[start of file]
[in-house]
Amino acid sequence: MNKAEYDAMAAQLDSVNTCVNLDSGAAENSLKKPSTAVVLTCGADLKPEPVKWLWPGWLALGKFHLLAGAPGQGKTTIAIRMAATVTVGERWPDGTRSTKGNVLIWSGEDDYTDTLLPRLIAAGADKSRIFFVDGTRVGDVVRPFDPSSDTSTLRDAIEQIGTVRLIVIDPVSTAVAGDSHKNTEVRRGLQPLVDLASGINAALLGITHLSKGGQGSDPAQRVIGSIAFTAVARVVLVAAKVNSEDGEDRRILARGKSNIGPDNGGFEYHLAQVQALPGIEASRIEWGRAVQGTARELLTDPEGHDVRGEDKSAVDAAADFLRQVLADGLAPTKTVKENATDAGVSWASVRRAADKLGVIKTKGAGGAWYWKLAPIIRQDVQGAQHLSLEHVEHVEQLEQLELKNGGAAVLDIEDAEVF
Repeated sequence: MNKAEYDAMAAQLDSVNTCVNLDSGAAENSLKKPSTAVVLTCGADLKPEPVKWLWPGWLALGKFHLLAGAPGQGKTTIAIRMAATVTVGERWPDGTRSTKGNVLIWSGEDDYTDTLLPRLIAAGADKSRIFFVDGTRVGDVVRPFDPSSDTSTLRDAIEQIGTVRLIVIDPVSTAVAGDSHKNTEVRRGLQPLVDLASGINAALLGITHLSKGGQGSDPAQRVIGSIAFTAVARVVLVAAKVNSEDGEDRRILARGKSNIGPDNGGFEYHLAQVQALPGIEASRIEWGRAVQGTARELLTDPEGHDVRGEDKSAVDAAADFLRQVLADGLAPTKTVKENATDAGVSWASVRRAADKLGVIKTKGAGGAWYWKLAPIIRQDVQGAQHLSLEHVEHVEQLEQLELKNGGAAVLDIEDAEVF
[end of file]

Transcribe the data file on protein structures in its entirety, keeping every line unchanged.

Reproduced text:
[in-house]
Amino acid sequence: MNKAEYDAMAAQLDSVNTCVNLDSGAAENSLKKPSTAVVLTCGADLKPEPVKWLWPGWLALGKFHLLAGAPGQGKTTIAIRMAATVTVGERWPDGTRSTKGNVLIWSGEDDYTDTLLPRLIAAGADKSRIFFVDGTRVGDVVRPFDPSSDTSTLRDAIEQIGTVRLIVIDPVSTAVAGDSHKNTEVRRGLQPLVDLASGINAALLGITHLSKGGQGSDPAQRVIGSIAFTAVARVVLVAAKVNSEDGEDRRILARGKSNIGPDNGGFEYHLAQVQALPGIEASRIEWGRAVQGTARELLTDPEGHDVRGEDKSAVDAAADFLRQVLADGLAPTKTVKENATDAGVSWASVRRAADKLGVIKTKGAGGAWYWKLAPIIRQDVQGAQHLSLEHVEHVEQLEQLELKNGGAAVLDIEDAEVF
Repeated sequence: MNKAEYDAMAAQLDSVNTCVNLDSGAAENSLKKPSTAVVLTCGADLKPEPVKWLWPGWLALGKFHLLAGAPGQGKTTIAIRMAATVTVGERWPDGTRSTKGNVLIWSGEDDYTDTLLPRLIAAGADKSRIFFVDGTRVGDVVRPFDPSSDTSTLRDAIEQIGTVRLIVIDPVSTAVAGDSHKNTEVRRGLQPLVDLASGINAALLGITHLSKGGQGSDPAQRVIGSIAFTAVARVVLVAAKVNSEDGEDRRILARGKSNIGPDNGGFEYHLAQVQALPGIEASRIEWGRAVQGTARELLTDPEGHDVRGEDKSAVDAAADFLRQVLADGLAPTKTVKENATDAGVSWASVRRAADKLGVIKTKGAGGAWYWKLAPIIRQDVQGAQHLSLEHVEHVEQLEQLELKNGGAAVLDIEDAEVF